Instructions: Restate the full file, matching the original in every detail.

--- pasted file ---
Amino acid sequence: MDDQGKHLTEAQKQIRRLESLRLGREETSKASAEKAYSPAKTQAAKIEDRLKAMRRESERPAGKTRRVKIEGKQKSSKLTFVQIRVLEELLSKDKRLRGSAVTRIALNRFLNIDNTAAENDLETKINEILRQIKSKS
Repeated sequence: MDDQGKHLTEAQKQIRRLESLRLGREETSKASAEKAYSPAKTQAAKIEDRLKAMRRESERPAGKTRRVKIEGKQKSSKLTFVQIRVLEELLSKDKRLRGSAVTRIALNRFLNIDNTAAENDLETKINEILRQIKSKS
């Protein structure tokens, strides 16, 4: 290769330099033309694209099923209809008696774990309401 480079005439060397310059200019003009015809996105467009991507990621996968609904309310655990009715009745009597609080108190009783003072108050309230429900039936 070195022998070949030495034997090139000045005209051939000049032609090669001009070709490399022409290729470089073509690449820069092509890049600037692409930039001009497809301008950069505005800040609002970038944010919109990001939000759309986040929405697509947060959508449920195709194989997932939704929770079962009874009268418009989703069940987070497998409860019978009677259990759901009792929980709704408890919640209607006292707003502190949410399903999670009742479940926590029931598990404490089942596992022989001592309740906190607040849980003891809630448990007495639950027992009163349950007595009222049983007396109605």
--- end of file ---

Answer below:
Amino acid sequence: MDDQGKHLTEAQKQIRRLESLRLGREETSKASAEKAYSPAKTQAAKIEDRLKAMRRESERPAGKTRRVKIEGKQKSSKLTFVQIRVLEELLSKDKRLRGSAVTRIALNRFLNIDNTAAENDLETKINEILRQIKSKS
Repeated sequence: MDDQGKHLTEAQKQIRRLESLRLGREETSKASAEKAYSPAKTQAAKIEDRLKAMRRESERPAGKTRRVKIEGKQKSSKLTFVQIRVLEELLSKDKRLRGSAVTRIALNRFLNIDNTAAENDLETKINEILRQIKSKS
């Protein structure tokens, strides 16, 4: 290769330099033309694209099923209809008696774990309401 480079005439060397310059200019003009015809996105467009991507990621996968609904309310655990009715009745009597609080108190009783003072108050309230429900039936 070195022998070949030495034997090139000045005209051939000049032609090669001009070709490399022409290729470089073509690449820069092509890049600037692409930039001009497809301008950069505005800040609002970038944010919109990001939000759309986040929405697509947060959508449920195709194989997932939704929770079962009874009268418009989703069940987070497998409860019978009677259990759901009792929980709704408890919640209607006292707003502190949410399903999670009742479940926590029931598990404490089942596992022989001592309740906190607040849980003891809630448990007495639950027992009163349950007595009222049983007396109605």